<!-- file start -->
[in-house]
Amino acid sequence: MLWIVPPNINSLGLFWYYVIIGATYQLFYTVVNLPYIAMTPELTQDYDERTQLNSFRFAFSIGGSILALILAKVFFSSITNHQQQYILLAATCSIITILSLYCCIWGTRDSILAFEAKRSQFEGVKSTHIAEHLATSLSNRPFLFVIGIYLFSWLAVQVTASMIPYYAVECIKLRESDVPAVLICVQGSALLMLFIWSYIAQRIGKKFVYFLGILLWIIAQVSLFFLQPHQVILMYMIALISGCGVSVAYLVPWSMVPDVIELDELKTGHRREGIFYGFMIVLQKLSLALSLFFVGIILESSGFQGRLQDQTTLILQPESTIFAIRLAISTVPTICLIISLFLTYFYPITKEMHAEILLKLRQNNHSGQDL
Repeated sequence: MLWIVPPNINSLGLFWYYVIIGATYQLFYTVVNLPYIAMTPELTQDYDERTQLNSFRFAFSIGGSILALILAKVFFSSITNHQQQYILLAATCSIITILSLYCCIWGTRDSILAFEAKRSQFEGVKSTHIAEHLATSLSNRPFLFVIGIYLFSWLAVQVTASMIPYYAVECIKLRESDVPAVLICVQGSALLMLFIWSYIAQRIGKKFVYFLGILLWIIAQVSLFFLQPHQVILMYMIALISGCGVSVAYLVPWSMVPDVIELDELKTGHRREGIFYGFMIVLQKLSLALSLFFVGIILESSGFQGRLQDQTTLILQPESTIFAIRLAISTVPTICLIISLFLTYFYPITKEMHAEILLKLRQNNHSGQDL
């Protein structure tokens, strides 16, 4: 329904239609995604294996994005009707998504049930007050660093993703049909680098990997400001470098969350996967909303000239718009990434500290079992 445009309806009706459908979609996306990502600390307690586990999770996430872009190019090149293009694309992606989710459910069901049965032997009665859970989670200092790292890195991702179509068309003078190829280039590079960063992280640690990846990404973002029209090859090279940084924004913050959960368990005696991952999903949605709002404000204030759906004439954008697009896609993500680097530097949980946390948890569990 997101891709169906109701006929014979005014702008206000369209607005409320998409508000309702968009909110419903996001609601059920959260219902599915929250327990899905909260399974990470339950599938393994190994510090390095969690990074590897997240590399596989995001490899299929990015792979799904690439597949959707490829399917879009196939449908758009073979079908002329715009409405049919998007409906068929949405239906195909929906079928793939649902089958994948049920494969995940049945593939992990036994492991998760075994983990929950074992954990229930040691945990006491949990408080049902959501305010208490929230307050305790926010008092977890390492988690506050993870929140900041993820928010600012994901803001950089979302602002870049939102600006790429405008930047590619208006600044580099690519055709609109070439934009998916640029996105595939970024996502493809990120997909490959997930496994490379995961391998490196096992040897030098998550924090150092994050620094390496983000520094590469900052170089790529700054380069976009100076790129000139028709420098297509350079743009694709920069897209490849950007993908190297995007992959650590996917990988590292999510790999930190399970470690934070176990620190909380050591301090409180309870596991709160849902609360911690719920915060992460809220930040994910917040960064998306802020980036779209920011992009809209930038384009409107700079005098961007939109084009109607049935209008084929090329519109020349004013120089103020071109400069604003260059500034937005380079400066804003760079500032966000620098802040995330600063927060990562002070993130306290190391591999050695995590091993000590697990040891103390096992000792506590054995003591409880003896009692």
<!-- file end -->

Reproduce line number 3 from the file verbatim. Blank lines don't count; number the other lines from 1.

Repeated sequence: MLWIVPPNINSLGLFWYYVIIGATYQLFYTVVNLPYIAMTPELTQDYDERTQLNSFRFAFSIGGSILALILAKVFFSSITNHQQQYILLAATCSIITILSLYCCIWGTRDSILAFEAKRSQFEGVKSTHIAEHLATSLSNRPFLFVIGIYLFSWLAVQVTASMIPYYAVECIKLRESDVPAVLICVQGSALLMLFIWSYIAQRIGKKFVYFLGILLWIIAQVSLFFLQPHQVILMYMIALISGCGVSVAYLVPWSMVPDVIELDELKTGHRREGIFYGFMIVLQKLSLALSLFFVGIILESSGFQGRLQDQTTLILQPESTIFAIRLAISTVPTICLIISLFLTYFYPITKEMHAEILLKLRQNNHSGQDL